Monday, 30 November 2015
House, MD (Season 3-5)
Since he fired his assistant, Chase, and the other two of his members - Foreman and Cameron - left his team, Dr. House is now left alone in the hospital department. Since needs a diagnostics team, ordered by the head of the hospital, Cuddy, House starts a doctor's audition featuring about 40 candidates which he eliminates one by one after each case. In the end, House opts for Dr. Taub, Remy "13" and Kutner, whereas one of the eliminated candidates, Dr. Amber Volakis, starts a relationship with House's friend, Wilson. Kutner commits suicide, which leaves House with "13" and Taub. At the end, House starts exhibiting signs of hallucinations, caused by his Vicodin intake, which threatens his career.
After the first two seasons kicked off with a rather shaky start, seasons 3 to 5 finally saw the rise of the creative level of the real "House MD" and consolidated the title character, who hereby imbibed the form he would be remembered for the most. The writers were presented with the typical formula of the show - a patient arrives with a disease no one is able to identify, until House solves the mystery at the end - but what they did when they played and twisted the formula standards to give something original was, at times, pure magic. Episodes 3.3 and 3.4, in which a girl (Leighton Meester) developed a crush on House, was sweet and featured a few good lines ("I was listening to her heart. It went: 'Greg House. Greg House'"), though the whole third and fourth season were simply superabundant with a whole array of inspired, delicious and incredibly witty dialogues that are music to the ears ("I get why you don't want to go to rehab. But only an idiot goes to prison because he is stubborn." - "Only an idiot stands between Ahab and his whale! Move it!"; "I always look on the bright side of life. I think Cuddy's C-cup is always half-full."; House and Wilson arguing: "Ah, yes, if it isn't Dr. Ironside!" - "Ah yes, if it isn't Dr. I had no friends when I was growing up so all I did was watch TV by myself, so now I can make constant pop culture references which no one understands but me!"; a kid misreads what House wrote on the board: "What's "extension of pastoring"?" - "It's when you're molested by priest's cousin."; the howlingly funny sequence when Cameron interrupts House in the most awkward timing, when he is wondering about hypogonadism: "What causes headaches, rage, personality disorder and hypogonadism?" - "...Where's Foreman?" - "He is still mad at me." - "Why?" - "No reason... Male genitals are controlled by pituitary gland... (House turns around to Cameron as if to assure her) We're not talking about Foreman anymore").
However, the Cameron-Chase-Foreman interaction with House became somehow strangely stiff and lax after a while in season 3, which is why it was a good idea to have them "take a break" for a while and start the 4th season with a completely new cast, opening the way for House's hilarious audition of some 40 doctors which will become his new team. One of the highlights is episode 4.2, "The Right Stuff", written by Doris Egan and Leonard Dick: from the fantastic sneaky candidate character of Amber (when the candidates get the assignment to wash House's car, Amber publicly protests that they, the doctors, are "too good for this" and leaves, which causes numerous others candidates to follow her and quit in disgust, except for Kutner. After a while, though, Amber suddenly returns to wash the car, anyway, which causes the puzzled Kutner to ask her: "Changed your mind?" - "No." - "Then why are you back?" - "I never intended to quit. I intended everyone else to quit.") up to the childish, common sense jokes (Kutner, candidate with the number "6", is fired by House, but he secretly returns in the class with the upside down number "9"), everything is done right in this small chef-d'œuvre, one of the best episodes of all time. Anne Dudek also probably gave the role of a lifetime as Amber, perfectly balancing out her cynicism and charm.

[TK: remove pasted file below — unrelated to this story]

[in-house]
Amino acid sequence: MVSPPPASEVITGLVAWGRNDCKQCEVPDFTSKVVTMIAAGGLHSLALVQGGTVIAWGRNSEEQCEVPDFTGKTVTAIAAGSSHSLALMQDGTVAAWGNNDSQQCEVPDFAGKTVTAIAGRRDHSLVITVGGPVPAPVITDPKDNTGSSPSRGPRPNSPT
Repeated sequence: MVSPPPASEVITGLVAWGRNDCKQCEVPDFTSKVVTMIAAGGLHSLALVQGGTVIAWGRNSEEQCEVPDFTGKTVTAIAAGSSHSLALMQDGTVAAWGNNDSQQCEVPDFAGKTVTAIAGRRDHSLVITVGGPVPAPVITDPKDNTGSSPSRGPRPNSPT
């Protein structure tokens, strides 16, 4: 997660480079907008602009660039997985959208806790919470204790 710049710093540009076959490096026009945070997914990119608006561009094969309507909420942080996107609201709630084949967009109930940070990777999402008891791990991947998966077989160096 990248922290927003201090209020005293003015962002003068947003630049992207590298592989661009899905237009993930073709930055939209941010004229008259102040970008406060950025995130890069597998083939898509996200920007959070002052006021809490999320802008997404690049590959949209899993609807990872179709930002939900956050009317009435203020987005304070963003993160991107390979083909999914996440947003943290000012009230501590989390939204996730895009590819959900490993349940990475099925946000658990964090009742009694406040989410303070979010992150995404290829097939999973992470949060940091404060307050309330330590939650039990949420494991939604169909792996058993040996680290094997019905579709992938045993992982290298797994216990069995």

Even in this arc, some episodes tend to become tiresome and routine, but are always refreshed by several inventive plots: episode 3.18, "Airborne", for instance, which features House sealed off in an airplane flying over North Pole, who is faced with an epidemic of a sick man and has no team for support (so he makes one boy mimic Chase's Australian accent and another passenger to always agree with him, like Foreman, to conjure up the mood in the clinic), or 4.11, "Frozen", where House has to diagnose a sick psychiatrist (excellent guest appearance by Mira Sorvino) on the South Pole only via skype: brilliant concept, brilliant episode. Of course, the final two episodes, 4.15 and 4.16, "House's Head" and "Wilson's Heart", need to be mentioned as well. "House's Head" is an instant classic - he wakes up in a strip club, figures he has a head injury and cannot remember how he got there, and then exits to find a crashed bus, and figures he was one of the passengers, going on a quest to assemble what happened - and presents flawless writing with such a strong 'plot twist' that it is better not to talk about it too much. 4.16 is also good, though overhyped and weaker, evidently making a questionable decision to remove one of the best new characters from the show. Season 5 is somewhat weaker, though it still has several great dialogues ("Look at the time! It's half past Taub lying about Kutner!") and ends with 5.22-5.24, which offer a strong, magnificently directed finale that intrigues genuinely. Seasons 3-5 may be considered House's annus mirabilis since they gave a lot from the concept, and nicely circled out the arc - so nicely, in fact, many will not resist to watch the next seasons immediately afterwards.